What you're doing is over-simplifying. All you need to remember is, "is that word making the whole sentence make sense, or it is changing the whole meaning of my understanding", "is there a simpler word I can use that expresses clarity rather than formality"? Those are the questions you should consider when writing your essays.

Hope this has helped.
I've realised that all along, my idea to A level English Lit has been false. Thank you, I used to think the more complex the better but I guess I was wrong. Again, I am not trying to sound arrogant but whenever I try to be simple my instincts kick in warning me that I am doing everything wrong, for me it seems too easy or straightforward and because I hear AS lit- I believe it should be extremely difficult or advanced. So grateful for your response, now I understand things better. Guess I have to make another draft.
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Skyy9432
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(Original post by Cherry82)
Wow, what an eye opener. Thank you. So simple is best? I just fear that I may sound too colloquial and informal. I've avoided using the 'can't and don't etc but is it still formal or sophisticated if I do not do this? Thanks again, your response is much appreciated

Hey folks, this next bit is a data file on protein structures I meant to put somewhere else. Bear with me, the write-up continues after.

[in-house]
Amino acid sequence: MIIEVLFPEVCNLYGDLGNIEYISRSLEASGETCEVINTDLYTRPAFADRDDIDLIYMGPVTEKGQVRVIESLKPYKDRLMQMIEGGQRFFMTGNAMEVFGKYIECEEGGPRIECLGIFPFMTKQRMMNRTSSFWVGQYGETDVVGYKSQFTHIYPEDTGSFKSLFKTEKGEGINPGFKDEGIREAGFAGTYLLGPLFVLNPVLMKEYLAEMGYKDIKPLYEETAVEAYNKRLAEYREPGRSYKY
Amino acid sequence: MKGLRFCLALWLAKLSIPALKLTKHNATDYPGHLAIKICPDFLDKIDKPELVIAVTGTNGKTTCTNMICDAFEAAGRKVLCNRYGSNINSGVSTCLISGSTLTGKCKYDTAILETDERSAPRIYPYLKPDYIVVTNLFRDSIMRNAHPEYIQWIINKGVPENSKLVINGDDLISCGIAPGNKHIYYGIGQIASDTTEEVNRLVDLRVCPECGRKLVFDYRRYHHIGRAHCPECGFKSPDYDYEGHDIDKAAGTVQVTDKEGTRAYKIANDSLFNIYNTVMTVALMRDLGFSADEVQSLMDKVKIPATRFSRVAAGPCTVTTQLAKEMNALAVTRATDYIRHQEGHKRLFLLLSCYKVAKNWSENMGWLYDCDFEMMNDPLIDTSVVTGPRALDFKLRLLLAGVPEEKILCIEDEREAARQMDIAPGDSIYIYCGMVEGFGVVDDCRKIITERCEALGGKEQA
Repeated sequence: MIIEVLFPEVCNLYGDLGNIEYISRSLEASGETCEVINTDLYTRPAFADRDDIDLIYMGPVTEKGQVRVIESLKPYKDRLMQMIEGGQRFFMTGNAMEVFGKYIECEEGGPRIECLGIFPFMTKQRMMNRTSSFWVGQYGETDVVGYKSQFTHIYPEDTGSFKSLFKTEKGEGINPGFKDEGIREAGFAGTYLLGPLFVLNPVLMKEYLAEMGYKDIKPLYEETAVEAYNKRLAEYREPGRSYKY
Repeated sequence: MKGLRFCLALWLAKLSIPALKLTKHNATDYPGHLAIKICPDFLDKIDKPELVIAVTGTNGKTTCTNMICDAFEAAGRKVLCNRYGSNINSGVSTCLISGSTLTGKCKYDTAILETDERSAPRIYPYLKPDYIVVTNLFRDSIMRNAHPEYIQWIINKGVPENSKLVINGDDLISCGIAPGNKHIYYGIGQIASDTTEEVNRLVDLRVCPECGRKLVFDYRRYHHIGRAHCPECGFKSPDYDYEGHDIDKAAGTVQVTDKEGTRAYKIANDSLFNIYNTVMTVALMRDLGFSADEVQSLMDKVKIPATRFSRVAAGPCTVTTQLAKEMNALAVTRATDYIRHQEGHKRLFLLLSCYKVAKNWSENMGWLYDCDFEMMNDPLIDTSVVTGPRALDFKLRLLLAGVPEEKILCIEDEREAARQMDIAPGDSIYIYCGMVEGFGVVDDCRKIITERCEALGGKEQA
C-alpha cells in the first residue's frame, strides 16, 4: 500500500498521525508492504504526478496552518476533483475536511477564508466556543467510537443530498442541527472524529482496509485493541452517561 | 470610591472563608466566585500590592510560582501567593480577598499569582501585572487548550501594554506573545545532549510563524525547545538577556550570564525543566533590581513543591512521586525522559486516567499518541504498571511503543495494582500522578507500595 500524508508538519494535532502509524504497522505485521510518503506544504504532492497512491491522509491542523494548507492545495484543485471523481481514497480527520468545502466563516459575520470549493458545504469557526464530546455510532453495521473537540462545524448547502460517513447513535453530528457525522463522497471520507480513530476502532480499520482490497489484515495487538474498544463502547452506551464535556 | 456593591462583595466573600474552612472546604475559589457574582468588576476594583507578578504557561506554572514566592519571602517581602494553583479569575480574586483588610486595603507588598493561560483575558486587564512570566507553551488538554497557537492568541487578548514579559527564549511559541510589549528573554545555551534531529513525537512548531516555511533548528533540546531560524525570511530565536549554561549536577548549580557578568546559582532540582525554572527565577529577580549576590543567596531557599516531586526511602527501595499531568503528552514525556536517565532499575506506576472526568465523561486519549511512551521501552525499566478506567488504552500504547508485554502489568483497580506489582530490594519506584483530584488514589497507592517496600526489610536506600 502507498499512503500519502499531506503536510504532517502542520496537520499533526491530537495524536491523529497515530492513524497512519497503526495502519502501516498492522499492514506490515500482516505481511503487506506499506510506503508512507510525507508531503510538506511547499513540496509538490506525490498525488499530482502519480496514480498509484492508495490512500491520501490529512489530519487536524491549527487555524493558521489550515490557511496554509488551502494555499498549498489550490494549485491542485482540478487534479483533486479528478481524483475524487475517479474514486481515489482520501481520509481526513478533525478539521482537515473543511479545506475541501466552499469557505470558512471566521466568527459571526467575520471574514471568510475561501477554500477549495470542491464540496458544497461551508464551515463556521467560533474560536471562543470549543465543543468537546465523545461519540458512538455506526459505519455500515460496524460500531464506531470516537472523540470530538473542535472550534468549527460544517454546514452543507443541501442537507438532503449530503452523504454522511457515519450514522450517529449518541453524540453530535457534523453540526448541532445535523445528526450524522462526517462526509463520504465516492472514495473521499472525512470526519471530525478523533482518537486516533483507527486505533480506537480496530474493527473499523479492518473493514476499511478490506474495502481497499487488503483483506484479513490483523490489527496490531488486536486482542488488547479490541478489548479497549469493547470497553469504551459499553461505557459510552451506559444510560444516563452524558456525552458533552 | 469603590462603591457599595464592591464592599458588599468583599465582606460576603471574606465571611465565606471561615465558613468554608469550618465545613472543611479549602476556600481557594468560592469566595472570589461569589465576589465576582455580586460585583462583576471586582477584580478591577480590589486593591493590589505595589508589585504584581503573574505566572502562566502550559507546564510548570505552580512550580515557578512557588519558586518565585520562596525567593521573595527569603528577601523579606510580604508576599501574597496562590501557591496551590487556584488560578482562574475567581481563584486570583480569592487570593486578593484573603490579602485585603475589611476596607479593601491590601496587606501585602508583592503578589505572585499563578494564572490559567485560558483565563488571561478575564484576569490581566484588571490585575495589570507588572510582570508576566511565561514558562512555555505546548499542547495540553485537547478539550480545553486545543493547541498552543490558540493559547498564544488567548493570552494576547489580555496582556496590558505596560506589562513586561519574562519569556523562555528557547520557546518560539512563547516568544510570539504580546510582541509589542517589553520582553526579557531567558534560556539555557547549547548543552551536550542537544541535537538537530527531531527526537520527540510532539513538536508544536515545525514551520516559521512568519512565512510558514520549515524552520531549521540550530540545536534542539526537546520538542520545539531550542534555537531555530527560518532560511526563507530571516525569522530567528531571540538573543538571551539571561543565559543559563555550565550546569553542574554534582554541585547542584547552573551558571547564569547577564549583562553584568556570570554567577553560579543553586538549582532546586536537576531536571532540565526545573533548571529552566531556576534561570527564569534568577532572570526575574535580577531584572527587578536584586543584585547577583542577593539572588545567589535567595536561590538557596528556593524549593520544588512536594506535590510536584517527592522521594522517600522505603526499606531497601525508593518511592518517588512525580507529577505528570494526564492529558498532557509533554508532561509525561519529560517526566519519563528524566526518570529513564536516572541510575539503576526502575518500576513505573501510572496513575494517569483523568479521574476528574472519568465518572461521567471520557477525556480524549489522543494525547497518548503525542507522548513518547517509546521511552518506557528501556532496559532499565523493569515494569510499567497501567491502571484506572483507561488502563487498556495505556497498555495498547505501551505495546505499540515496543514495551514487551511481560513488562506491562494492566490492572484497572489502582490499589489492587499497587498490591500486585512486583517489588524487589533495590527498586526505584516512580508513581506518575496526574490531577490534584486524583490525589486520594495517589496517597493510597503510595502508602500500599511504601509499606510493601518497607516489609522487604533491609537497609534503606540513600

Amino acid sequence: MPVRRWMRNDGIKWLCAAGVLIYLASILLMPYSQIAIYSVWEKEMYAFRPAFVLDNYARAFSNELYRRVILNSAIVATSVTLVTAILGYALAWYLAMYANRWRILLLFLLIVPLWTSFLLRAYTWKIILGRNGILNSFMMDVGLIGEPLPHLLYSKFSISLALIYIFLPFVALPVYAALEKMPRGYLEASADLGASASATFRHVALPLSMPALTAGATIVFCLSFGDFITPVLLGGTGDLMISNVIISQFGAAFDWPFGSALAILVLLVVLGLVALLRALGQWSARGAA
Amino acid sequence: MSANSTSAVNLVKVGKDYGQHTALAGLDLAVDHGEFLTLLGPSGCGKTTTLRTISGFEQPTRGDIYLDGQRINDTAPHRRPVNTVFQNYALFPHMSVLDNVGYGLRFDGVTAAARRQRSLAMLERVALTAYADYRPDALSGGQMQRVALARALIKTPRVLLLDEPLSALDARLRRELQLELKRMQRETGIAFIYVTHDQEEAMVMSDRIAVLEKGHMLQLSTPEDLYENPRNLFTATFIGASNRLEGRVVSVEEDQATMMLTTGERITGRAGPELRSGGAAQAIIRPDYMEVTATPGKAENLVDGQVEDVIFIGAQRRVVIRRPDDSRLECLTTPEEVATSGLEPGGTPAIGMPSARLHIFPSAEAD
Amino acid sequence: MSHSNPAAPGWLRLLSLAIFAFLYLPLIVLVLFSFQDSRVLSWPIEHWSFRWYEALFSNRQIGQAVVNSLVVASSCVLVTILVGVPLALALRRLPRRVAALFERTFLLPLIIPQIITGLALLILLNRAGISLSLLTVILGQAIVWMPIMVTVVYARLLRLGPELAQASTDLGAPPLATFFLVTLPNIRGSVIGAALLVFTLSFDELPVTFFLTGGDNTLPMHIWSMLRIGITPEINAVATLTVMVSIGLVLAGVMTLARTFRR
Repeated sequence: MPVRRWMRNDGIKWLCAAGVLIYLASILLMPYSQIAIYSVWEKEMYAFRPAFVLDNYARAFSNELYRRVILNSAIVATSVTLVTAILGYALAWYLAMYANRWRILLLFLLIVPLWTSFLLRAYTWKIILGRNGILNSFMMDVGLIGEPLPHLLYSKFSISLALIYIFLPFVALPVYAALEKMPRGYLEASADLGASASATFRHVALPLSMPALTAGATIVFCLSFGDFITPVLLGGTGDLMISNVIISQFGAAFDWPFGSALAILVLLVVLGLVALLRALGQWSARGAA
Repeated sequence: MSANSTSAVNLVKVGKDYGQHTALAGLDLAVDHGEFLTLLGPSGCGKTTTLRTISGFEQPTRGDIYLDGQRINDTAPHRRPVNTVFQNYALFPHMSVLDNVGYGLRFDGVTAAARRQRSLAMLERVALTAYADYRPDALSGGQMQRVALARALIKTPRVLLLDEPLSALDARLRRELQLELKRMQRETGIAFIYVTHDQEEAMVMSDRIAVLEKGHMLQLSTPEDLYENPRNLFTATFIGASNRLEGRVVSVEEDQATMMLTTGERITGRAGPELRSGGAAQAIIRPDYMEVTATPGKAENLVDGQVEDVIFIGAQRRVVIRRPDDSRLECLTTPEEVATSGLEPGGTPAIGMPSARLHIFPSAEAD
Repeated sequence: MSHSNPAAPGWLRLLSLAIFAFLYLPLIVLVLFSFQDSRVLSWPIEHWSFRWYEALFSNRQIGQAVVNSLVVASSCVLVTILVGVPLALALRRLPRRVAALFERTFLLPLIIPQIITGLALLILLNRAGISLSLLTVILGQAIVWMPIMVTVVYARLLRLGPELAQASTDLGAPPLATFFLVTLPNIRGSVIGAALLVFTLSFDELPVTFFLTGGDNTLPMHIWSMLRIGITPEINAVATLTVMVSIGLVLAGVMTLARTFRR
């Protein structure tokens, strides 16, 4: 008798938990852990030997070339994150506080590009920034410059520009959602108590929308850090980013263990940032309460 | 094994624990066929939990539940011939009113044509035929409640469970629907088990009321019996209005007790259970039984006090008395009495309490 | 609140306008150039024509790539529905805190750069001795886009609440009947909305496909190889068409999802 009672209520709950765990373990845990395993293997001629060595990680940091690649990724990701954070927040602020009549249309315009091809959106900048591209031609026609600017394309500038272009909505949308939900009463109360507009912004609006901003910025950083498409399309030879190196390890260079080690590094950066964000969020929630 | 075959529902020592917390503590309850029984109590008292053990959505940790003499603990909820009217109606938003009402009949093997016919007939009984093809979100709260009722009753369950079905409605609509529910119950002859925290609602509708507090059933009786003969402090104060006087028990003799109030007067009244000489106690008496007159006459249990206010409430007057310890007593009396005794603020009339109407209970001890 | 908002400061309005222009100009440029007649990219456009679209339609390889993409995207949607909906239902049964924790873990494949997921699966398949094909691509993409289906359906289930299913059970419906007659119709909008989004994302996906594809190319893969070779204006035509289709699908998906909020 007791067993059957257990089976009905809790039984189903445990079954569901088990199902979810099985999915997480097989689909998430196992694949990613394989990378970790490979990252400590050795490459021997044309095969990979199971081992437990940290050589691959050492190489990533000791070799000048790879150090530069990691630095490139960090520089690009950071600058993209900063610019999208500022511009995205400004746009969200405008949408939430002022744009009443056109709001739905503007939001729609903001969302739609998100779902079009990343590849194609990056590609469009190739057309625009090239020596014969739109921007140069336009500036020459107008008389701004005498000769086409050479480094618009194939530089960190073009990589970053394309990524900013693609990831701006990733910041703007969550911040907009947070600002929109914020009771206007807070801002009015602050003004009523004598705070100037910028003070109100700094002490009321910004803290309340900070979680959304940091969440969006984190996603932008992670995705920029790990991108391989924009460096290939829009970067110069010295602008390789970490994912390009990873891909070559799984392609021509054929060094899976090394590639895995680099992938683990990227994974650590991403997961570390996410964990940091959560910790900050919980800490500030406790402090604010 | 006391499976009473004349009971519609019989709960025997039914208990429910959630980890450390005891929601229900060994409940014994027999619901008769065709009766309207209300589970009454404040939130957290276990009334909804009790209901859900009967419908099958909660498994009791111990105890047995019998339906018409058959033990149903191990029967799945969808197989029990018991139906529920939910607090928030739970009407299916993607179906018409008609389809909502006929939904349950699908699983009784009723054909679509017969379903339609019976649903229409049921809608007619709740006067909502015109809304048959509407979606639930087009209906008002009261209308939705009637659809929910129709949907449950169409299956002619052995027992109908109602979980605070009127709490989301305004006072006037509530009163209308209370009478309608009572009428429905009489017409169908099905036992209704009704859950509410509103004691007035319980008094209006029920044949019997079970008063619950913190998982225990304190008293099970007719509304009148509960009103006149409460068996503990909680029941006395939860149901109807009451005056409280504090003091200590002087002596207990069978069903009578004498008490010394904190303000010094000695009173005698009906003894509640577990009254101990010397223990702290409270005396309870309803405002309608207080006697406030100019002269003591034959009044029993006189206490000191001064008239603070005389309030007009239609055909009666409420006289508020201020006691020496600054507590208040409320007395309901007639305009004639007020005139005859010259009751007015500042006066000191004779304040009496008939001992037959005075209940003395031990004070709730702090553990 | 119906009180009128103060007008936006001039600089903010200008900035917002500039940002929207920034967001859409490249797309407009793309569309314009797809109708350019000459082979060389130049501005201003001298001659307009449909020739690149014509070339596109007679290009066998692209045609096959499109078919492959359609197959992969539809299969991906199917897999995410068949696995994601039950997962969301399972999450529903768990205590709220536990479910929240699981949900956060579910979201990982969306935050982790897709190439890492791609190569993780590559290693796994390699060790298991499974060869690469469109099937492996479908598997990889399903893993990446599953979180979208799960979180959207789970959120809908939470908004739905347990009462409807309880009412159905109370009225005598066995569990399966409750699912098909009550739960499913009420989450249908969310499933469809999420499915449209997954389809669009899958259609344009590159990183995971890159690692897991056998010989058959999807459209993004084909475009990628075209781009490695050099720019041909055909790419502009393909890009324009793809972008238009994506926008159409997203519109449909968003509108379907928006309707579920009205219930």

Yep, simple is best. I completely understand your frustration about sounding too colloquial and 'dumbing down' your writing. But like I said in the other post, your essay's sole purpose is to communicate your ideas. "Flowery language", like the other guy mentioned, is usually a camouflage for a badly made point.

If you're trying to say that X is Y, don't write up the whole alphabet in it's original Latin form your point is X = Y so say X = Y.
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Cherry82
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(Original post by Skyy9432)
Yep, simple is best. I completely understand your frustration about sounding too colloquial and 'dumbing down' your writing. But like I said in the other post, your essay's sole purpose is to communicate your ideas. "Flowery language", like the other guy mentioned, is usually a camouflage for a badly made point.

If you're trying to say that X is Y, don't write up the whole alphabet in it's original Latin form your point is X = Y so say X = Y.
I understand, thanks again.